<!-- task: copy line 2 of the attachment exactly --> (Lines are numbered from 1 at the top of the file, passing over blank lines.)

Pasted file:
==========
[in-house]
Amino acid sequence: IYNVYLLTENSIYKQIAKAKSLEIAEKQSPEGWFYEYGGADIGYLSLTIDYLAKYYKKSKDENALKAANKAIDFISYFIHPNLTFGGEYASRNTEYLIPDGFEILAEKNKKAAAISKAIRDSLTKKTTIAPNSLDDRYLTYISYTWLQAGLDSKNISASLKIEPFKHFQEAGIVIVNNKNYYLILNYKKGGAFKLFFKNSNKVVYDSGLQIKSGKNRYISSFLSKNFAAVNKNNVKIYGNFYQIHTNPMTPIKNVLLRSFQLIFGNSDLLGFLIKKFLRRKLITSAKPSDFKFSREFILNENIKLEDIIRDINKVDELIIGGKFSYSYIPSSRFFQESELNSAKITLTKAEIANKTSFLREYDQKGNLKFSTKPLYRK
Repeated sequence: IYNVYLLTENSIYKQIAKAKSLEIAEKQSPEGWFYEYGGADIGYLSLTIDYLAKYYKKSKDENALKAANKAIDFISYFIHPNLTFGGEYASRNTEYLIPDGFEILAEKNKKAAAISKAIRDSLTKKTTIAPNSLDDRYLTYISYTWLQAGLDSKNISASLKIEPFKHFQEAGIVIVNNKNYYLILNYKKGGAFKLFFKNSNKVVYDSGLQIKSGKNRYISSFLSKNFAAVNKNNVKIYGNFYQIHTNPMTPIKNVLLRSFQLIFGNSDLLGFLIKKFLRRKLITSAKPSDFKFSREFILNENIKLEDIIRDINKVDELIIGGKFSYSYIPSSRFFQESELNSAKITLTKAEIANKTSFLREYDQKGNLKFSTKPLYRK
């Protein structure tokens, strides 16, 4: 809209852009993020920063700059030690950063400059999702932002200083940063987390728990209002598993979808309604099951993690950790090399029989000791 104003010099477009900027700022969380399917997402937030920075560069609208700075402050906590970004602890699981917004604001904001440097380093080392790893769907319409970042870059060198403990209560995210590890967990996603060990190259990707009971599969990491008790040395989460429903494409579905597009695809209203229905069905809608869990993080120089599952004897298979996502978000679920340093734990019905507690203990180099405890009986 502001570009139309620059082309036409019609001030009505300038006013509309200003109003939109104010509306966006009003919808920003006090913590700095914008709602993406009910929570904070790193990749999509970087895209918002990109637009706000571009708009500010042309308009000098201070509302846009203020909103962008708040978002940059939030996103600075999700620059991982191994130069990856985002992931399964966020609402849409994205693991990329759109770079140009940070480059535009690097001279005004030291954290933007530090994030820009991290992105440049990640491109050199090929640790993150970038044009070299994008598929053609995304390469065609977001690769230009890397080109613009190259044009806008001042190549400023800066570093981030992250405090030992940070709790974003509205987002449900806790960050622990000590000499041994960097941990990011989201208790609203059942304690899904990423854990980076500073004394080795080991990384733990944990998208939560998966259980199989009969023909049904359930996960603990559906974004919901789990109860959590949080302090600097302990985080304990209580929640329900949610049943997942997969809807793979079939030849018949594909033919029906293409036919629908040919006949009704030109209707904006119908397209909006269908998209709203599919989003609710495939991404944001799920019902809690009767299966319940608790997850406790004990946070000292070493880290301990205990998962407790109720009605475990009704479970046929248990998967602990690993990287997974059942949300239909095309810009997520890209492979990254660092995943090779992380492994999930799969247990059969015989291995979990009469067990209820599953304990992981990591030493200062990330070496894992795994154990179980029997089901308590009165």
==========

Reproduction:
Amino acid sequence: IYNVYLLTENSIYKQIAKAKSLEIAEKQSPEGWFYEYGGADIGYLSLTIDYLAKYYKKSKDENALKAANKAIDFISYFIHPNLTFGGEYASRNTEYLIPDGFEILAEKNKKAAAISKAIRDSLTKKTTIAPNSLDDRYLTYISYTWLQAGLDSKNISASLKIEPFKHFQEAGIVIVNNKNYYLILNYKKGGAFKLFFKNSNKVVYDSGLQIKSGKNRYISSFLSKNFAAVNKNNVKIYGNFYQIHTNPMTPIKNVLLRSFQLIFGNSDLLGFLIKKFLRRKLITSAKPSDFKFSREFILNENIKLEDIIRDINKVDELIIGGKFSYSYIPSSRFFQESELNSAKITLTKAEIANKTSFLREYDQKGNLKFSTKPLYRK